CA’s Inmate Reduction Plan Draws Scalia Out

     WASHINGTON (CN) – Justice Antonin Scalia complained again about the expansion of “the Power of the Black Robe” when it comes to the Supreme Court’s intervention in overcrowded California prisons.
     The battle over California prison overcrowding has spanned five governors and 23 years since prisoners Ralph Coleman and Marciano Plata charged that cramped conditions degraded medical and mental health care. Coleman filed a federal class action in 1990 on behalf of seriously mentally ill inmates, while Plata filed his 2001 action to improve conditions for prisoners with serious medical conditions.
     A three-judge panel for California’s Eastern and Northern Districts first ordered California to reduce its prison population to 137.5 percent of capacity in 2009, but left state officials to come up with a specific plan. California appealed the order, arguing that the panel was convened prematurely and that the substance of the order was improper.
     A five-justice majority of the U.S. Supreme Court affirmed the order in 2011.
     California noted more recently that it had reduced its inmate population by more than 46,000 since 2006. The 2011 Prison Realignment Act, which sentences nonviolent, nonserious felons to county jails rather than state prison, accounts for more than half of that number.
     The District Courts panel refused to modify its order, however, and California had submitted an inmate reduction plan in May 2013.
     Noting that the population remained 9,400 over the capacity mandate, however, the panel shot the plan down as inadequate in June. It set a Dec. 31 deadline to comply and offered its own suggestions to relieve overcrowding.
     Faced with an order to release 10,000 prisoners by the end of 2013 or face contempt charges, Gov. Jerry Brown petitioned the high court for a stay.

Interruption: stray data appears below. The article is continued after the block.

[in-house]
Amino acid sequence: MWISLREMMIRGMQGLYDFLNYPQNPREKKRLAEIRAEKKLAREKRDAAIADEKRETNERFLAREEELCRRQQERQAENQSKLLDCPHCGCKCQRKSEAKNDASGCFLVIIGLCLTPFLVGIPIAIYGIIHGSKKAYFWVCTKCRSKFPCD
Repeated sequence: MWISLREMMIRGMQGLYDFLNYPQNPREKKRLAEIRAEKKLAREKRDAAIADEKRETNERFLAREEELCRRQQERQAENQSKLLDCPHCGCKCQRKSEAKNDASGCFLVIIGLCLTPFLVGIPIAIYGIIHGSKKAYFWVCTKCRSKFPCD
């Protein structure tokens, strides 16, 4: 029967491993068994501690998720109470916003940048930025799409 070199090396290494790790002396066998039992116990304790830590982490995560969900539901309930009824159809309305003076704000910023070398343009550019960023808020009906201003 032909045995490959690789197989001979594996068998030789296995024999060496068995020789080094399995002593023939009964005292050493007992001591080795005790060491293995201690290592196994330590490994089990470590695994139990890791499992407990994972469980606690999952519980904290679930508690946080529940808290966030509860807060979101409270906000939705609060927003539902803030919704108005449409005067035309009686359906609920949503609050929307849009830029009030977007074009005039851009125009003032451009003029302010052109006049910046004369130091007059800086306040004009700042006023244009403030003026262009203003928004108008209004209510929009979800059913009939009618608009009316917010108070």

The justices declined Friday, much to the chagrin of Scalia, who back in 2011 had decried the entire proceedings as “a judicial travesty.”
     Justice Clarence Thomas joined that dissent and one that Scalia penned Friday.
     It notes the majority had been bluffing in 2011 when it purported to give California an opportunity to modify the injunction.
     “The state, seeking to invoke the ex ante appellate control of district-court discretion, and to compel the modification decreed by the Court’s raised eyebrow, provided evidence that it has made meaningful progress and that population reductions to the level re­quired by the injunction are unnecessary,” Scalia wrote. “But the latter argument was made and rejected in the last round, and the former hardly requires (demands) modification of the injunction. It was predictable two terms ago that the state would make progress – indeed, it promised to do so. If the reality of incremental progress makes the injunction now invalid, the probability (indeed, one might say the certainty) of incremental progress made the injunction an overreach two terms ago. Surely it is not the case that when a party subject to an injunction makes substantial progress toward compliance it is an abuse of discretion not to revise the injunction.” (Emphasis and parentheses in original.)
     Now, California must “release upon the public nearly 10,000 inmates convicted of serious crimes – about 1,000 for every city larger than Santa Ana – three-quarters of whom are moderate (57%) or high (74%) recidivism risks,” Scalia added.
     “It appears to have become a standard ploy, when this court vastly expands the Power of the Black Robe, to hint at limitations that make it seem not so bad,” he continued. “Comes the moment of truth, the hinted-at limitation proves a sham. As for me, I adhere to my original view of this terrible injunction. It goes beyond what the Prison Litiga­tion Reform Act allows, and beyond the power of the courts. I would grant the stay and dissolve the injunction.”

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